2012-01-07 / Front Page

Looking Back on 2011

By Scott Rawdon and Charles Prince


Bed races were a popular activity as Thornville celebrated its bicentennial last July. Bed races were a popular activity as Thornville celebrated its bicentennial last July. LAKE AREA – Last year saw a whirlwind of activity in the Buckeye Lake area -literally and figuratively. From a freak winter tornado to a life-changing coin toss, there was hardly a dull moment!

Township moves into church

January: The Union Township Trustees held their first regular meeting of the year and their first ever in the new Union Township Complex at 1380 Beaver Run Rd. Citing a need to centralize offices and operations, Union Township Trustees purchased the former Licking Baptist Church and its 7.1-acre lot for $310,000 during a Licking County Sheriff’s auction Sept. 3, 2010.

The property’s appraised value was $320,000 and the township was the sole bidder against the Baptist Foundation, which held the mortgage.

The township complex interior was slowly renovated throughout the year to accommodate the Union Township Police Department and its security needs. William Gulick Construction charged roughly $8,000 to complete the upgrades and the township complex was nearly ready to house the police department by the end of 2011.

New streets breaking up

February: It only took about six months for Buckeye Lake Village’s streets, newly paved following installation of a public water distribution system, to begin crumbling. Contractor ChemCote paved the streets for $756,000, but generally failed to apply a bond or tack coat to the existing surface or clean the roadway in front of the paver. Both steps were specified in the contract and represent industry best practices. They are critical steps to get the new asphalt to stick to the existing surface.

As a result, heavily traveled areas, particularly Cranberry Lane, quickly suffered damage. A ChemCote crew returned to Buckeye Lake Village July 20 for about a half day of repairs on Cranberry Lane. The crew ground up asphalt in the two areas where the paving had completely broken through to dirt. After a quick sweep, a new layer of asphalt –without a tack or bond coat – was applied to the deficient and in some areas, nonexistent base. Village personnel said ChemCote would not return after completing those repairs.

Freak tornado

February: A rare winter tornado touched down south of Millersport wreaking havoc on John and Kimberly Darst’s single story Lake Road home. The tornado also virtually destroyed the King Farm on Canal Road. Miraculously, there were no fatalities or injuries at either property, except for one head of cattle at the King Farm that may have suffered a leg injury.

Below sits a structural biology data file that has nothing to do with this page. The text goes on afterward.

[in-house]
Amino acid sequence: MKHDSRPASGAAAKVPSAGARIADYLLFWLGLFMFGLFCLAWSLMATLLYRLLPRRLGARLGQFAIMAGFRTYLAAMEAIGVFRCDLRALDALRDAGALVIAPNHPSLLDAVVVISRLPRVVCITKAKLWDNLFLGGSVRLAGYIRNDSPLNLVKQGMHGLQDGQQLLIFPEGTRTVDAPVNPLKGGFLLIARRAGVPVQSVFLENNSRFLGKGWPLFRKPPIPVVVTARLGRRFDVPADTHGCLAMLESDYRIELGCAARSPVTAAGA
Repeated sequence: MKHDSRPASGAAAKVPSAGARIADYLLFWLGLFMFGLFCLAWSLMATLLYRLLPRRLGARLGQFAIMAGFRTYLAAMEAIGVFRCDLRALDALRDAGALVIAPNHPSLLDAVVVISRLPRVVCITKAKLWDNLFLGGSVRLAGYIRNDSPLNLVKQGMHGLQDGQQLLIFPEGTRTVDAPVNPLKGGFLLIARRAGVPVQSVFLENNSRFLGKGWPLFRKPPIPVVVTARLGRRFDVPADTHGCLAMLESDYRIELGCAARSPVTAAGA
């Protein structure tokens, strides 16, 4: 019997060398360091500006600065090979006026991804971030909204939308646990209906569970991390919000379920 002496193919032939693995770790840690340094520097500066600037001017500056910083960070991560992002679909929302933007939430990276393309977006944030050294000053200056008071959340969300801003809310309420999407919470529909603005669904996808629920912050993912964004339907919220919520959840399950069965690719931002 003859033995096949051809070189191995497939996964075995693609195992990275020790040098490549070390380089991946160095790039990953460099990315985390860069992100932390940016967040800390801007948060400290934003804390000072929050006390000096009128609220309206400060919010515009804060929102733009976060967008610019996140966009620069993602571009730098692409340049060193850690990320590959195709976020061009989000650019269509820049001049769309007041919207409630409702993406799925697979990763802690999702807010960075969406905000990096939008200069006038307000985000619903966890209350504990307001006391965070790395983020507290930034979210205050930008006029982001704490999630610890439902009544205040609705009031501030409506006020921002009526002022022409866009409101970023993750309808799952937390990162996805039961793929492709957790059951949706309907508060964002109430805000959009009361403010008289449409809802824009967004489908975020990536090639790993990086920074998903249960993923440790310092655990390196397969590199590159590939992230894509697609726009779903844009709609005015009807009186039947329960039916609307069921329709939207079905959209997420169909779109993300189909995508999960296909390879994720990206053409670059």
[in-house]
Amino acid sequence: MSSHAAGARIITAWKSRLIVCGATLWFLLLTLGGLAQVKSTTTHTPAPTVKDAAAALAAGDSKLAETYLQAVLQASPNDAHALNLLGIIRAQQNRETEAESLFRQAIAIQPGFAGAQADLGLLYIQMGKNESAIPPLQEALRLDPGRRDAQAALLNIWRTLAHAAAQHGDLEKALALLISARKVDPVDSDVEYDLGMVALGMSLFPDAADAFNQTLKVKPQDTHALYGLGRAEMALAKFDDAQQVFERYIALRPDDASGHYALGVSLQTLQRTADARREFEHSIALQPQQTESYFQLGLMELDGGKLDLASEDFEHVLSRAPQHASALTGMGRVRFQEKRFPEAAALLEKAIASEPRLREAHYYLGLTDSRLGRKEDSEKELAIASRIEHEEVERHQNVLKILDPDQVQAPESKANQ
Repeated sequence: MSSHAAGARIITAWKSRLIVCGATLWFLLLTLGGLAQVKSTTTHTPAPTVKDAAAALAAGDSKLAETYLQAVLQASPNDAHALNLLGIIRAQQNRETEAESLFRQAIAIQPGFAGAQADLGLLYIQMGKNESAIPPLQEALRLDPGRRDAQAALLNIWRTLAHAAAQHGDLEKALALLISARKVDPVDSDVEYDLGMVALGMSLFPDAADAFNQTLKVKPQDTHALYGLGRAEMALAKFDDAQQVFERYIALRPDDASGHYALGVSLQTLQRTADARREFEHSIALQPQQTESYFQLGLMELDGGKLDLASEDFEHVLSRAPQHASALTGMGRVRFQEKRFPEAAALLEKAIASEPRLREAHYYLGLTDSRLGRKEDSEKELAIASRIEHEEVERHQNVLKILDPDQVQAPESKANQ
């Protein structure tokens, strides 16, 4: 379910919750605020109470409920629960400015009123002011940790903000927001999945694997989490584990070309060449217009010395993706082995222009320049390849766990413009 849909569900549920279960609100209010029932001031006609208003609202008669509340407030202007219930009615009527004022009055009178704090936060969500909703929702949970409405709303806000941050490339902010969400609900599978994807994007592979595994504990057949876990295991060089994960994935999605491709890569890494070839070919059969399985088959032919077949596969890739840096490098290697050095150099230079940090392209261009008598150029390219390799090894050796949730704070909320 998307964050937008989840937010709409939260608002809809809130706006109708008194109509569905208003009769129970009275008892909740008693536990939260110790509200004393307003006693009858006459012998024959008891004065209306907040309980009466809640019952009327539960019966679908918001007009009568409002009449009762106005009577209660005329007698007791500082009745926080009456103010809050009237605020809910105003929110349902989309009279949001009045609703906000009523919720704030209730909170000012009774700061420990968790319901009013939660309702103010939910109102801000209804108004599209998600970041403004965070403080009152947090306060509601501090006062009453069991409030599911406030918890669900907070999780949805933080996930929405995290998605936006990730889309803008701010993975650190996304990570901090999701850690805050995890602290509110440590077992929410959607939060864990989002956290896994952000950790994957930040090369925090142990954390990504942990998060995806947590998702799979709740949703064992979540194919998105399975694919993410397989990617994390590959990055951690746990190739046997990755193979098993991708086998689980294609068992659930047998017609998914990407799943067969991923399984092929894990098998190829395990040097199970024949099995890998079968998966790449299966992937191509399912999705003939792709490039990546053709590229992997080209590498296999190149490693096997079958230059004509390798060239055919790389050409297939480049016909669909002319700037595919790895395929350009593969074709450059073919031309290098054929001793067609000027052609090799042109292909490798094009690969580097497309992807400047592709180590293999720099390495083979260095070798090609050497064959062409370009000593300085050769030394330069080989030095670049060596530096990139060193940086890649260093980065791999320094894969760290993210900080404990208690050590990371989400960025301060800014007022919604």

It all happened so fast that Darst said he didn’t know part of his roof was missing until a firefighter told him.

At the King Farm two metal grain silos were torn from their foundations and dropped frighteningly close to the farmhouse, which also sustained damage. According to the National Weather Service, the tornado was considered weak despite the damage it caused. It was rated an EF1, with a 105 miles per hour wind speed. It was about 75 yards wide and touched down for 2.4 miles.

Very wet spring

May: Some local farmers believed they were experiencing 1958 all over again, when conditions were too wet to plant crops on time. “I don’t recall a season when there was no corn planted at this point,” said local farmer Ed Parrish, a farmer since 1974. He said if farmers had the opportunity to plant earlier in the season, the subsequent rain would’ve nearly destroyed their crops, anyway. Parrish said farmers were in a tough spot because they needed anywhere from three or four days to two weeks, in some cases, of dry weather before corn planting could begin. After May 10, crop yields steadily decline and June 5 was the deadline for planting corn.

In June, local farmer and Union Township Trustee John Slater said most lake area farmers were able to plant for the season, despite the particularly soggy spring. “We’re certainly fortunate in this area of Ohio. Eighty percent of the crops were planted at the end of May,” he said. Slater believed he and other farmers would have a decent season following a late planting.

Lady Lions State Runner-up